Improved management methods can help farmers reduce bitter pit.

Two of Honeycrisp’s signature problems can be reduced by holding apples at the proper cold storage temperature.

Renae Moran, a University of Maine pomologist, spoke on bitter pit and soft scald March 17 during the New England Winter Fruit Meetings.

In an attempt to predict bitter pit, Moran harvested apples three weeks before their predicted maturity, held them at 70 degrees for three weeks and counted the number with bitter pit.

“This helped me identify some high-risk orchards,” she said.

She experimented with conditioning apples and not conditioning before storing them at 34 and 37 degrees for three months.

Conditioning is holding the apples at 50 to 70 degrees for five to seven days before putting them in cold storage.

Moran found that conditioning reduced soft scald in some orchards, but the results were not as conclusive as she would have liked.


Soft scald can lower the quality of Honeycrisp harvests.

“It wasn’t very accurate in telling us which orchards had low and moderate amounts but helped us pick out the worst-case scenarios,” Moran said.

Storage at 37 degrees increased incidence of bitter pit, but conditioning greatly reduced bitter pit in some orchards.

“I’m not recommending storage at 34 degrees because it puts apples at risk for soft scald,” Moran said. “With conditioning, 34 degrees is still too cold for Honeycrisp, and it is not cold enough to prevent soft scald.”

Other Variables

In a test to rapidly induce soft scald, Moran developed the “freezer test,” in which she put the apples in a programmable freezer and set it at 30 degrees. Within three weeks, the fruit started to develop soft scald. Moran said she’s sticking with her recommendation of 37 degrees for storage.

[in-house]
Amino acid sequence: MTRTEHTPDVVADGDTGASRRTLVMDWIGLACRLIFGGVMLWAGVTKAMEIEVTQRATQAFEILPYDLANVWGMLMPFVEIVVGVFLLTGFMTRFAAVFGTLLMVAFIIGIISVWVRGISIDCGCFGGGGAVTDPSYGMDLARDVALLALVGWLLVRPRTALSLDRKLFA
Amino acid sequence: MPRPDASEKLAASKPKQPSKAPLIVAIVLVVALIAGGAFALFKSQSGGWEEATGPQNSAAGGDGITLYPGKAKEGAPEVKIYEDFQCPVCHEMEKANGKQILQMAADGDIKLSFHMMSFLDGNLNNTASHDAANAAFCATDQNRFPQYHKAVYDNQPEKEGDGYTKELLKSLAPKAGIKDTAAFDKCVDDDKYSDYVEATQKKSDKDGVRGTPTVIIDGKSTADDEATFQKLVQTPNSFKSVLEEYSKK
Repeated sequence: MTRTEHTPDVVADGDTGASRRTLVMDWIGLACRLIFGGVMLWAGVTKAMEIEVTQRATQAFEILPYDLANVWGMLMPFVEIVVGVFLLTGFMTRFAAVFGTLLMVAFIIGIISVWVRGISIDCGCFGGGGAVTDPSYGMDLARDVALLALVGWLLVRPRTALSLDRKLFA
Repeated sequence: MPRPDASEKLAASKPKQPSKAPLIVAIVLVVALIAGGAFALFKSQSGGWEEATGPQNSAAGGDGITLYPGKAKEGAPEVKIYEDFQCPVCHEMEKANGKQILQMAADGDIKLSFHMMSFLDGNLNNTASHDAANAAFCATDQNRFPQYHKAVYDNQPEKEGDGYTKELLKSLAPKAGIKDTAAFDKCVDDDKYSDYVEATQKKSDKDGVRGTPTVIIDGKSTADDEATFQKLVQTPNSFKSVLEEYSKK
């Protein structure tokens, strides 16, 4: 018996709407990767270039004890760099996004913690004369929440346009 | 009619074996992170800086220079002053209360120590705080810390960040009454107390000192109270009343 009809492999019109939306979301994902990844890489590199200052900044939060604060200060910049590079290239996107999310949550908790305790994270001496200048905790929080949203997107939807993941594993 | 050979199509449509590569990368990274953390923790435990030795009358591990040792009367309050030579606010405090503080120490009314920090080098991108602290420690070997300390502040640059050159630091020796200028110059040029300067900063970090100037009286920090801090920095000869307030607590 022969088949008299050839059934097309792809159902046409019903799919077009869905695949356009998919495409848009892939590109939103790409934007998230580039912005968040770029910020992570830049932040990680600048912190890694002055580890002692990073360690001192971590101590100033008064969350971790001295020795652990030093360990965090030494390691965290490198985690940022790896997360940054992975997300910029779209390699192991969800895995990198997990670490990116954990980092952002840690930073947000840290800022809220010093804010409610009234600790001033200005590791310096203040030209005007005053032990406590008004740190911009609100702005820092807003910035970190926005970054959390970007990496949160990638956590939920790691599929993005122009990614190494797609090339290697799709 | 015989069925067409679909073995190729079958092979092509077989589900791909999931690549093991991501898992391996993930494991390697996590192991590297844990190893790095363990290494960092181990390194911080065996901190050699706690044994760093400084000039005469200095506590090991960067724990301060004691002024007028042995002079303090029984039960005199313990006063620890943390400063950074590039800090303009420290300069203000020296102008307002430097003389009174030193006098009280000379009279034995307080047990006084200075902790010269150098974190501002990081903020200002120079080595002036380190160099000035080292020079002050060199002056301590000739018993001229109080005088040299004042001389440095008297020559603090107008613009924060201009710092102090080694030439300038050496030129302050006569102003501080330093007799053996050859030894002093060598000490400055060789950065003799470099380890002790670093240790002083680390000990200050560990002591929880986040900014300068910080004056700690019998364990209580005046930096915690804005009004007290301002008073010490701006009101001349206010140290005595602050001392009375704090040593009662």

In addition to storage problems, calcium deficiency can contribute to bitter pit.

Moran said in-season calcium sprays may reduce the diseases but are not enough.

“I’ve heard people reducing potassium fertilizer, but I don’t recommend this as it’s essential for fruit color and flavor,” Moran said.

Some rootstocks impart some resistance to the diseases, but in-season management seems to offer the most promise for control, she said.

Farmers should get a peel analysis three weeks before harvest to measure calcium, nitrogen and potassium.

“Hopefully, you have results by the time you have apples ready for storage,” she said.

The average shoot should be longer than 15 inches when doing this test.

In another presentation, Glen Koehler, an integrated pest management specialist from the University of Maine, described the school’s new AgRadar weather data tool.

The tool covers sites in Maine, Connecticut, Massachusetts, New Brunswick, New York, Rhode Island and Vermont, with more sites planned as the program grows.

“As the Northeast becomes warmer and wetter, location-specific weather data will become increasingly important to farmers,” Koehler said.

He said that AgRadar has operated for more than a year, but only this year has gone live for commercial services.

“We want to make sure we get it right,” he said.

The site draws weather information from the National Oceanic and Atmospheric Administration, and uses that to help farmers decide when to apply chemicals or scout for diseases and pests.

A yearlong subscription is $140 for growers outside of Maine, with extra fees for the app’s tools. Farmers may also choose the $120 option for just the growing season.